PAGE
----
It was great see the “new” board members in action — a group of intelligent people trying to solve problems. Gustavo Arroyo thanked the gallery for attending, and invited us to chime in. Donald Terry advocated effectively for his constituents in Rancho Cordova, showing a good understanding of the issues particular to that community. Diana Rodriguez made a smart suggestion about ways to quantify the lower income students by means other than subsidized lunches. Electing our board members by ward is a great step forward.

The cost-cutting focus seems aimed primarily at staffing and class-size reduction with some big, scary numbers involved. Under DRAFT Plan A, 119 teaching positions would be dropped in elementary, 24 in middle, and 38 in high school. DRAFT Plan B would more than double the elementary teachers dropped to 234!! March 5th was the date given for more “firmness” in the numbers, but they are ghastly. A whole bunch of pink slips could be just around the bend.

As for facilities use and/or co-location, the staff suggestions seemed remarkably tame. Staff distributed a spreadsheet which implied that they are operating the right number of high schools for a district this size. Ellyne Bell sought some clarity on that point, but didn’t get it. Most of the ideas on the facilities side involved tinkering with elementary schools, and leasing Marian Anderson and possibly adding some more students to Kit Carson. Absent was a discussion about moving St. Hope to West Campus, and bringing the small schools under one roof.

The district appears to be leaning towards layoffs as the primary solution to balancing their budget.

Report by James Broderick

Highlights from Leonardo Da Vinci Community Meeting of 2/11/09

Staff’s new comments

  • Night-time security officers pay for themselves by reduced vandalism.
  • The district will post its draft closure criteria soon.

Community comments
(So called soft factors currently not in the district’s decision criteria)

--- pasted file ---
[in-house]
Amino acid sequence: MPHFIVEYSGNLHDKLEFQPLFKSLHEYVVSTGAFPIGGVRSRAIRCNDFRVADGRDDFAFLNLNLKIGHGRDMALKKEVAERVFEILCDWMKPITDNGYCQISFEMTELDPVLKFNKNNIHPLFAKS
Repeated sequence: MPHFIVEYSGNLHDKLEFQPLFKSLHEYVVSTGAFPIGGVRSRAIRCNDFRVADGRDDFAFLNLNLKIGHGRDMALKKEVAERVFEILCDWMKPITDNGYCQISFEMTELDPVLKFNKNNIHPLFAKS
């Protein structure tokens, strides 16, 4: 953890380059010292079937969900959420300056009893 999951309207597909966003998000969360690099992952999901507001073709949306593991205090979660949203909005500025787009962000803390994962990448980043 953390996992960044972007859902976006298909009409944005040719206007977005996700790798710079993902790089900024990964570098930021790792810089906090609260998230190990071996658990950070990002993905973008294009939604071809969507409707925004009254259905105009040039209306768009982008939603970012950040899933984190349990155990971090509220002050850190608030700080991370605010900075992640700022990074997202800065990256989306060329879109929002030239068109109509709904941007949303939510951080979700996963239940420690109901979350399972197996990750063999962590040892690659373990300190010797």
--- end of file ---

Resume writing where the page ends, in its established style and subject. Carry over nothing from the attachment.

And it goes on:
• Parents expressed support for John Morse, Hollywood Park, LDV, Sutter and all our schools.
  • Schools have substantial volunteer investments over the years that need to be respected.
  • Our small neighborhood schools include deep roots like students returning to be teachers.
  • Parents have transferred into SCUSD due to its smaller sized neighborhood schools.
  • Teaching teams and their networks of support represent years of effort and training. This can be diluted by closure and consolidation.
  • Limited access to open enrollment based on transportation issues is an equity concern.
  • A perspective of people, place and program needs to be brought into these decisions.

Specific ideas

  • Community volunteers could watch schools to prevent vandalism.
  • SCUSD needs to invest in success and expand programs with waiting lists.
  • Small schools provide options to expensive special education services that the size of bigger schools preclude.
  • The study areas do not always make sense since some schools are closer to other study areas than to schools in their area.
  • Schools need equitable access to facilities such as gyms and stages.
  • Facility use permit prices are a potential source of more income.
  • The MET could be housed at CK McClatchy.
  • The MET needs to stay at its current location due to its unique needs.

Written by scusdobserver

February 11, 2009 at 11:10 pm